Do you know that according to the American Academy of Pediatrics, choking is one of the most common causes of death for children under three?
Common foods like grapes, sausages, and popcorn kernals are some of the biggest culprits. And the American Academy of Pediatrics says that parents shouldn’t children under five to eat these foods.
There’s nothing more tragic than the death of a child.
Mourning is a necessary and natural response to the loss of a child or close relative. But sometimes, the hope that their child’s death might help prevent similar tragedies from happening provides some measure of comfort to parents.
Mirranda Grace Lawson is a little girl who died in early November 2016, six months after choking on a single popcorn kernel.
Since the tragic death of their daughter, Mirranda’s parents have been raising awareness about the choking hazards that young children face every day.
Alison Lawson, Mirranda’s mother, was celebrating her birthday at home with her husband, Patrick, and their children when the unthinkable happened.
“At the end of Alison’s birthday, Mirranda ran in to the living room.
Eyes huge, no sound. Time stopped.
Those were the last moments they shared before Mirranda fell to the ground; they swept her mouth, nothing; Pat started CPR.
The ambulance got there. Mirranda’s heart stopped.”
There was nothing in Mirranda’s mouth, but a small popcorn kernel had gotten lodged in her windpipe and choked her.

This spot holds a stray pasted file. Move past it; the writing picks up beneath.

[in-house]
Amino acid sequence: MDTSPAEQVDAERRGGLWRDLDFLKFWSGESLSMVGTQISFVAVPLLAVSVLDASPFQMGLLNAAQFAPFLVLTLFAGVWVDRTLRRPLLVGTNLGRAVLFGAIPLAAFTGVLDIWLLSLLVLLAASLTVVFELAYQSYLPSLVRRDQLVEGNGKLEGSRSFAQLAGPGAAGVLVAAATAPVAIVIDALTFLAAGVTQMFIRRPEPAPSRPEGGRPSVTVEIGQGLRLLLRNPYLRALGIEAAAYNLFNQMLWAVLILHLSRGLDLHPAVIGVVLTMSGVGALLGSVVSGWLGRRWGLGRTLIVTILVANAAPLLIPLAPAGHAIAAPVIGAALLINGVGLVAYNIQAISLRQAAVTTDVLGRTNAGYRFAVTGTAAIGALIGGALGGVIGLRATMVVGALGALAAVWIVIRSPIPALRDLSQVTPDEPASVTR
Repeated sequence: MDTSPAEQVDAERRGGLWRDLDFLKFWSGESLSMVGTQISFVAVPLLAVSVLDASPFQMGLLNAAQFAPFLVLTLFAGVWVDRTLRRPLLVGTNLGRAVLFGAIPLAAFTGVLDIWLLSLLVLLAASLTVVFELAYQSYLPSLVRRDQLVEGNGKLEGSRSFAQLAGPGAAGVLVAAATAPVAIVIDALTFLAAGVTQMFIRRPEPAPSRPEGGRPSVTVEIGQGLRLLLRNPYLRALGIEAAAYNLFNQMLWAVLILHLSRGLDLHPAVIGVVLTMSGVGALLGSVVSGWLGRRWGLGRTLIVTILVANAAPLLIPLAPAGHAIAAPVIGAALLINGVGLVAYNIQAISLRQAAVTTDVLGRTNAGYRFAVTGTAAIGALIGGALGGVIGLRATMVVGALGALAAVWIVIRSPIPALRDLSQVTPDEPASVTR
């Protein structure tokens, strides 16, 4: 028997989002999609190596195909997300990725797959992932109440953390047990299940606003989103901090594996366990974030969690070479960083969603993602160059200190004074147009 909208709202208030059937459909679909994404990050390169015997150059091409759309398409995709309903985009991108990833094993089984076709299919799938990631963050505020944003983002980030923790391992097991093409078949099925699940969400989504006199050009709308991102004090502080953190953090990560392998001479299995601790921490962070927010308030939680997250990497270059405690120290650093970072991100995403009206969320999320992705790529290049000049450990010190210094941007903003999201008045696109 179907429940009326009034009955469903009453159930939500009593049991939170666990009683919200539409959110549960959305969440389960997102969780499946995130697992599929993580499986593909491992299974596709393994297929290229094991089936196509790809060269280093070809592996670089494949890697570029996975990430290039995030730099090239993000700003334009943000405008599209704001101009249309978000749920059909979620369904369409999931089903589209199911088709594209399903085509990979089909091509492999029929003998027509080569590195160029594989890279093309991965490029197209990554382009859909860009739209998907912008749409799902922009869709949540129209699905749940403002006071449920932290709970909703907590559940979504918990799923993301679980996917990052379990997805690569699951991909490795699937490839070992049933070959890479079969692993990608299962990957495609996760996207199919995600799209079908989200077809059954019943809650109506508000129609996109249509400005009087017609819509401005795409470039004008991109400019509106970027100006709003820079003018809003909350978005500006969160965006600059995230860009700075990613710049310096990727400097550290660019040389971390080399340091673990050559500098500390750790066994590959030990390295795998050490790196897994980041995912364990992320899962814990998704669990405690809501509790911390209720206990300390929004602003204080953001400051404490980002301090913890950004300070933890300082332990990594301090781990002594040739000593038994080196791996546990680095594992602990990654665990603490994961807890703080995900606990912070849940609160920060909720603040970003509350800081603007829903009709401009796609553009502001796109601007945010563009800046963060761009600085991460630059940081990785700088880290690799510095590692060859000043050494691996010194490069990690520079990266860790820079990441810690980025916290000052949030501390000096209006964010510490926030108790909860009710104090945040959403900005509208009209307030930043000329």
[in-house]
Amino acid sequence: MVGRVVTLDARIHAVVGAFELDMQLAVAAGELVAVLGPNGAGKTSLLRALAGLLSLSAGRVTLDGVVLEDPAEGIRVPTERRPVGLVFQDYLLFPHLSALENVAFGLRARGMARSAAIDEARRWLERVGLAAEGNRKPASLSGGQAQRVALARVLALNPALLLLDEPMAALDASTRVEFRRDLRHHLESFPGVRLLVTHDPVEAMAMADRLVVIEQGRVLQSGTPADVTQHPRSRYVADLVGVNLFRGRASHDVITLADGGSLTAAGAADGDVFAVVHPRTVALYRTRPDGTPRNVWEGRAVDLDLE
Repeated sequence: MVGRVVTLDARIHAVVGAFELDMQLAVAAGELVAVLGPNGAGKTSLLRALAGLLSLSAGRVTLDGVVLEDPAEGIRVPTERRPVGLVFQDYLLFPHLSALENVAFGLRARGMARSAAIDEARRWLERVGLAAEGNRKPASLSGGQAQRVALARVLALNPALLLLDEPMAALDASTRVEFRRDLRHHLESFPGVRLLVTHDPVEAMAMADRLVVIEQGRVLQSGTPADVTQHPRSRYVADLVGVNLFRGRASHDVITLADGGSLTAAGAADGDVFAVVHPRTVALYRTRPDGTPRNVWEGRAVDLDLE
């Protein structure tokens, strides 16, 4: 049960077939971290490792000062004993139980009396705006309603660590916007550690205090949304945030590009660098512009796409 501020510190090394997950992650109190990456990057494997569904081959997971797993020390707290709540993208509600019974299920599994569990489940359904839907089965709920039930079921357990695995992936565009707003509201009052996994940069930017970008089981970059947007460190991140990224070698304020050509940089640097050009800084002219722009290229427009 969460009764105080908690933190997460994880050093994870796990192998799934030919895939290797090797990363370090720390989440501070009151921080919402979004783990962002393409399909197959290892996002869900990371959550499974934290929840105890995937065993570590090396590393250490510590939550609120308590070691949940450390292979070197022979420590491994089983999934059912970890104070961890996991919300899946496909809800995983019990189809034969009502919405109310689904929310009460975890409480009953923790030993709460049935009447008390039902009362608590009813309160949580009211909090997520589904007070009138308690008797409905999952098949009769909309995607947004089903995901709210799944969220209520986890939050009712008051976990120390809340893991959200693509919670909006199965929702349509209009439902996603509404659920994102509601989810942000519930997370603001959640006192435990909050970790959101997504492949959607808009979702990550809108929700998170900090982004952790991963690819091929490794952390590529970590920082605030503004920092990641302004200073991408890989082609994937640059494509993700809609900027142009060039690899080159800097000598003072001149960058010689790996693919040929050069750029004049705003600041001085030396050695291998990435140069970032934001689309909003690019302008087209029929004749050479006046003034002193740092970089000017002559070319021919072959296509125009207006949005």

On the way to the hospital, paramedics managed to get Mirranda’s heart pumping again, but the little girl’s family had no idea how serious her injury was.
When Mirranda arrived at the emergency room, she was immediately put on a respirator.
Her family kept their fingers crossed, but tragically, Mirranda’s doctors soon realized that the three-year-old was brain dead.
The Lawson family fought with the hospital to keep their daughter alive, and the case ended up in court.
Hope was running out, but the Lawson family decided to try the case in the Virginia Supreme Court.
While the wheels of justice slowly turned, Mirranda remained in the hospital.
But even if Mirranda’s mom and dad fought hard to keep their little girl, the court was slow to make a decision.
Mirranda’s health suddenly deteriorated and she died in November with her heartbroken family at her side.
And now, it’s up to us to honor Mirranda’s memory and raise awareness about choking hazards so that other children don’t meet the same fate.
How to lower the risk of choking:
- Keep small objects out of children’s reach
- Make sure your child sits still while eating—moving and having something in their mouth is always a bad combination.
- Don’t let children eat in the car or when on a bicycle— there could be sudden bumps.
- Take extra care if your child has a cold. Objects are more likely to get stuck in their throat during that time.
If a child is choking, use the “five-and-five” approach:
Five back blows:
- Place the child on their stomach on your lap.
- Hold the child’s stomach with your forearm and hold their head up by supporting their chin. The child’s head should be lower than their body.
- Deliver five back blows between the child’s shoulder blades with the heel of your hand.
Five chest thrusts:
- Turn the child over on your lap and hold them with her forearm. Support their head with your hand. The child’s head should be lower than their body.
- Place two fingers in the middle of their chest just below the nipples.
- Push sharply downwards up to five times.
- Alternate between five blows and five thrusts until the blockage is dislodged.
Watch this video to learn more about what to do if your child is choking:
Feel free to share this important information so that more parents know what to do if their child starts choking!
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